Grayscale and Stagecraft
Stepping through the black paper curtain of Deville Cohen’s exhibit at the USF Contemporary Art Museum (CAM), visitors enter a world where conventional ideas about the relationship between humans and their environments are challenged.
Cohen’s video installation, “Grayscale (A Video in Three Acts),” is part of CAM’s new exhibition “Stagecraft,” which also features work by Brian Bress, Kate Gilmore and Mary Reid Kelley. The exhibition opened Friday and runs through Sept. 10.
Based in Brooklyn, Cohen combines elements of cinematography, sculpture, collage, print and theater in his video installations.
“Mediation is really important to me,” Cohen said. “The camera is a stage, and I’m using the collage and sculptural elements to combine images in the frame.”
“Grayscale” was shot over the period of a year in three different locations. Influenced by the theatrical elements of the desert at night, Cohen filmed Act One in Israel – his birthplace.
Act Two was shot in a soundstage during his time at Bard College in New York, and Act Three was filmed in a Brooklyn studio.
The video is projected on a screen that can only be reached by passing through a curtain made of three layers of heavy, floor-length construction paper strips. The area inside the curtain, containing only the screen and a circular carpet in the center, is entirely dark.
Eric Jonas, who received a B.A. in studio art from USF in 2010, said he helped Cohen construct the curtain and set up the exhibit.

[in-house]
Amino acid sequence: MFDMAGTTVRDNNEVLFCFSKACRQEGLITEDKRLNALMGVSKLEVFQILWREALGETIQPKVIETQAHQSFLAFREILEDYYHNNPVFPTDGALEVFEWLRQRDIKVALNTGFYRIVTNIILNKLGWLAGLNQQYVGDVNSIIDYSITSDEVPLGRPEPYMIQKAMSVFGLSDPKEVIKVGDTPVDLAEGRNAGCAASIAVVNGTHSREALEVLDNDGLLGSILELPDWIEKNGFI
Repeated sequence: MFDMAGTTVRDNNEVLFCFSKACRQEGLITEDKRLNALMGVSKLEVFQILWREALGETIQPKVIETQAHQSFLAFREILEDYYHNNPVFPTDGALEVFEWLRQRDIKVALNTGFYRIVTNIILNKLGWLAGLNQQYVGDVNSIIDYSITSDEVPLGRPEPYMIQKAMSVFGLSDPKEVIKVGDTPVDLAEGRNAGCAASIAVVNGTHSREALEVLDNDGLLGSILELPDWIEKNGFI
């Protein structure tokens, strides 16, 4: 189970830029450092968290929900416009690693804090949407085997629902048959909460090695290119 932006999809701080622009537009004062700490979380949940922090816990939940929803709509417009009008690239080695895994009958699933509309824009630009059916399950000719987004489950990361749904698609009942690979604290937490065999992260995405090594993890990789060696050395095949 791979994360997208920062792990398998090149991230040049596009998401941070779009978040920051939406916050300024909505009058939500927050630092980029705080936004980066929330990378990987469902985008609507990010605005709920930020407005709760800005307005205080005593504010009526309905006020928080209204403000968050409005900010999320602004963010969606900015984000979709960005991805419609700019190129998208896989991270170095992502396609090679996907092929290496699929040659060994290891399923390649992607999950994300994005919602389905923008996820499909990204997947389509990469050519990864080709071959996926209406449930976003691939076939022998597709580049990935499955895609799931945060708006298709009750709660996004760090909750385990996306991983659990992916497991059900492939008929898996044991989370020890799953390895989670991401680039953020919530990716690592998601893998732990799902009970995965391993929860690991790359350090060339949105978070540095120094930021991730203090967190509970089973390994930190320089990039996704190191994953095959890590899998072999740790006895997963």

“(Cohen) wanted to set up a different space from the rest of the museum,” he said. “Once you are inside the piece, you can’t really see your way out. You almost feel trapped or separated from the rest of the museum.”
Having lived in Berlin and New York, Cohen said he became interested in human behavior in relation to environment and how individuals interact with their surroundings. “Grayscale” features men covering their faces with large, 2-D Xeroxed images of everyday objects such as cars, pianos and paper clips. Cohen’s imagery juxtaposes the real and the represented – 2-D and 3-D objects.
“It’s not that I’m removing the faces from the people,” Cohen said. “The Xeroxed paper itself becomes empowered because the paper carries the image and the image is the representation. It’s about making the objects and images the characters by giving them legs and arms and activating them.”
In addition to the imagery featured in the piece, Cohen also had to consider cinematography and production techniques. Cohen said “Grayscale” references work by surrealist filmmaker David Lynch, who commonly features a curtain in his work.
“The curtain represents separations between conscious and unconscious,” he said.
For Cohen, working with sculpture and collages lends itself to photography and video. In his video installations, the sculptures become the props and the collages become the images.
Joan Molitor, a CAM visitor and photographer from Chicago, said “Grayscale” could easily translate to still photos.
“While watching it, there were definite times when I thought I could capture an image and frame it, and it would be a great black and white photo,” she said.
Two years after beginning the project, Cohen still has “Grayscale” on the brain. The piece he’s working on is a continuation of the installation.
Ultimately, Cohen said he created “Grayscale” as a commentary on the human condition.
“It’s about human experiences through relationship to environment, objects and other humans,” Cohen said. “It’s ideas, it’s feelings, it’s experiences.”
“Stagecraft” remains open throughout the semester and into the fall, with a reception featuring the artists Aug. 26. For more information on the exhibition, call CAM at 813-974-4133 or visit ira.usf.edu.